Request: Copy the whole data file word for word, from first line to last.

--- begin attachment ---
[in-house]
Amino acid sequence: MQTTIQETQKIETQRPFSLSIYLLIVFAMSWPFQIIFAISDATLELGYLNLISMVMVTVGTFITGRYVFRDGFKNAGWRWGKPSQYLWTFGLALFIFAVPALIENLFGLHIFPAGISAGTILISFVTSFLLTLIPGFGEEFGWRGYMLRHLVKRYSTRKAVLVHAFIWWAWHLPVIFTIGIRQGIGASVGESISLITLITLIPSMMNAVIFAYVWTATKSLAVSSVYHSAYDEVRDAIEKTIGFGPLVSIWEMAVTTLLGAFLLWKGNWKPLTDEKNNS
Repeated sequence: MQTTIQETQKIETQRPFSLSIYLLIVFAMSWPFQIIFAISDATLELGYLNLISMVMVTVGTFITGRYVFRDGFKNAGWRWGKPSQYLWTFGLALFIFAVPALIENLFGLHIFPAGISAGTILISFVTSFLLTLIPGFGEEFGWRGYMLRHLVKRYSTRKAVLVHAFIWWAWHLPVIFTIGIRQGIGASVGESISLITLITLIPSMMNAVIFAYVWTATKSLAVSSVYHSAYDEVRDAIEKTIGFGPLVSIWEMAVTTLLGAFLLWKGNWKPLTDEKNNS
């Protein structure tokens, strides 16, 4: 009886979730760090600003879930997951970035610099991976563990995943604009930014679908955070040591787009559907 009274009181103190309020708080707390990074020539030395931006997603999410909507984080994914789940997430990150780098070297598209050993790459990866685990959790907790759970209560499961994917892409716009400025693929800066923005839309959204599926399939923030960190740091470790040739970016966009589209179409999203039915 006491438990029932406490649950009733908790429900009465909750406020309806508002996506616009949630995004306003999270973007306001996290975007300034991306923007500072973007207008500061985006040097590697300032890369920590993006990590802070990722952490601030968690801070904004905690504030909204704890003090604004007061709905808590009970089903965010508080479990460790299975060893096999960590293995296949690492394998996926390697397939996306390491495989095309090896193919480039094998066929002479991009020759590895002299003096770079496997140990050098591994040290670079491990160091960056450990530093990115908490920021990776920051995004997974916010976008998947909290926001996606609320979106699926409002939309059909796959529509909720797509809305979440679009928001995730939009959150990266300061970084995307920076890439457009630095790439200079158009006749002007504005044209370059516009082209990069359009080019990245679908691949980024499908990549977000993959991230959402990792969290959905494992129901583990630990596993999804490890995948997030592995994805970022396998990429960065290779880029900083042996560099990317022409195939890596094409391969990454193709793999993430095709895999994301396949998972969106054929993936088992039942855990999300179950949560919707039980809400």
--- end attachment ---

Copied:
[in-house]
Amino acid sequence: MQTTIQETQKIETQRPFSLSIYLLIVFAMSWPFQIIFAISDATLELGYLNLISMVMVTVGTFITGRYVFRDGFKNAGWRWGKPSQYLWTFGLALFIFAVPALIENLFGLHIFPAGISAGTILISFVTSFLLTLIPGFGEEFGWRGYMLRHLVKRYSTRKAVLVHAFIWWAWHLPVIFTIGIRQGIGASVGESISLITLITLIPSMMNAVIFAYVWTATKSLAVSSVYHSAYDEVRDAIEKTIGFGPLVSIWEMAVTTLLGAFLLWKGNWKPLTDEKNNS
Repeated sequence: MQTTIQETQKIETQRPFSLSIYLLIVFAMSWPFQIIFAISDATLELGYLNLISMVMVTVGTFITGRYVFRDGFKNAGWRWGKPSQYLWTFGLALFIFAVPALIENLFGLHIFPAGISAGTILISFVTSFLLTLIPGFGEEFGWRGYMLRHLVKRYSTRKAVLVHAFIWWAWHLPVIFTIGIRQGIGASVGESISLITLITLIPSMMNAVIFAYVWTATKSLAVSSVYHSAYDEVRDAIEKTIGFGPLVSIWEMAVTTLLGAFLLWKGNWKPLTDEKNNS
């Protein structure tokens, strides 16, 4: 009886979730760090600003879930997951970035610099991976563990995943604009930014679908955070040591787009559907 009274009181103190309020708080707390990074020539030395931006997603999410909507984080994914789940997430990150780098070297598209050993790459990866685990959790907790759970209560499961994917892409716009400025693929800066923005839309959204599926399939923030960190740091470790040739970016966009589209179409999203039915 006491438990029932406490649950009733908790429900009465909750406020309806508002996506616009949630995004306003999270973007306001996290975007300034991306923007500072973007207008500061985006040097590697300032890369920590993006990590802070990722952490601030968690801070904004905690504030909204704890003090604004007061709905808590009970089903965010508080479990460790299975060893096999960590293995296949690492394998996926390697397939996306390491495989095309090896193919480039094998066929002479991009020759590895002299003096770079496997140990050098591994040290670079491990160091960056450990530093990115908490920021990776920051995004997974916010976008998947909290926001996606609320979106699926409002939309059909796959529509909720797509809305979440679009928001995730939009959150990266300061970084995307920076890439457009630095790439200079158009006749002007504005044209370059516009082209990069359009080019990245679908691949980024499908990549977000993959991230959402990792969290959905494992129901583990630990596993999804490890995948997030592995994805970022396998990429960065290779880029900083042996560099990317022409195939890596094409391969990454193709793999993430095709895999994301396949998972969106054929993936088992039942855990999300179950949560919707039980809400």